The intuition for this method of passing from a rational solution to an integral solution seems pretty simple to me: passing from a rational solution to a nearby integral point (not necessarily a solution) is passing to a point whose denominators are 1, so you can anticipate that when you intersect the line through your rational solution and the nearby integral point with whatever curve or surface contains your solutions, the second intersection point on that line will have *denominators that have moved closer to 1*. That is, connecting a rational solution with some integral point will spit out a new solution whose denominators are somewhere between the denominators of your solution and the denominators of the integral point you used to produce the line.

Of course intuition is one thing and checking the details is another: you choose the integral point nearby and the math has to work out to show the denominators really get smaller in the second solution you produce. For instance, this method of proving the 3-square theorem goes through without a problem for a similar 2-square theorem (if an integer is a sum of two rational squares than it's a sum of two integral squares by the same method, replacing the sphere x^2 + y^2 + z^2 = a with the circle x^2 + y^2 = a). But this intuitive way of creating an integral solution from a rational solution breaks down if you apply it to the 4-square theorem: the inequalities in the proof just barely fail to work (sort of like doing division with remainder and finding the remainder is as big as the divisor instead of smaller).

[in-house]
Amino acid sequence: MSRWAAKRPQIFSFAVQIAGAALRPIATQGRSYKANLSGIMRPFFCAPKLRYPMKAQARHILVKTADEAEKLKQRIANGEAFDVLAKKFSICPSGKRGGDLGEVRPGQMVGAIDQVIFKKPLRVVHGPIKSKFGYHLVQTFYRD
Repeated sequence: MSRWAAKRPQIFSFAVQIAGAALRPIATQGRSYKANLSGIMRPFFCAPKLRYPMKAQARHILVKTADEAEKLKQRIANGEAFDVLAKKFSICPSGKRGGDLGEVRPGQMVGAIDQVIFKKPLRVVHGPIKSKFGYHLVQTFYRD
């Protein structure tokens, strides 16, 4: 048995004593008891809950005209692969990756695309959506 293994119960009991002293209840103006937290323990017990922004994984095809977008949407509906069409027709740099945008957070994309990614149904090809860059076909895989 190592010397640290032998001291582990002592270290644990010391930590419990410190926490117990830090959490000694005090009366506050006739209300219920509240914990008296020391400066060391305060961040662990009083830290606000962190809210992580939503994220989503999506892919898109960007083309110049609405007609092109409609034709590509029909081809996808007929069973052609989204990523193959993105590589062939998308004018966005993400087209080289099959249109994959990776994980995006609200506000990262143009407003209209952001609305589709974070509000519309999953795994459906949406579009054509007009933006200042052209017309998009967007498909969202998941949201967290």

The intuition also breaks down if you slightly change the expression x^2 + y^2 (sticking to two variables). Consider x^2 + 82y^2 = 2 and the rational solution (4/7,1/7). Its nearest integral point in the plane is (1,0), and the line through these intersects the ellipse in (16/13,-1/13), so the denominator has gone up. There actually are no integral solutions to x^2 + 82y^2 = 2. Or if we take x^3 + y^3 = 13 and the rational solution (2/3,7/3), its nearest integral point in the plane is (1,2), the line through these meets the curve again in (7/3,2/3), whose nearest integral point in the plane is (2,1), the line through them meets the curve in (2/3,7/3),...

A few years ago when I was giving some lectures on the method of descent, I worked out some examples of this geometric "three-square" theorem (start with an equation a = x^2 + y^2 + z^2 where a is an integer and x, y, and z are rational and produce in a few steps an equation where x, y, and z are integral) and I noticed in my initial examples that the denominators in each new step did not merely drop, but dropped as factors, e.g., if the common denominator at first was 15 then at the next step it was 5 and then 1. Maybe the denominators always decreas through factors like this? Nope, eventually I found a case where they don't: if you start with

13 = (18/11)^2 + (15/11)^2 + (32/11)^2

then the integral point nearest (18/11,15/11,32/11) is (2,1,3) and the line through these two points meets the sphere 13 = x^2 + y^2 + z^2 in the new point (2/3,7/3,8/3), so the denominator has fallen from 11 to 3, which is not a factor. (At the next step you will terminate in the integral solution (0,3,2).)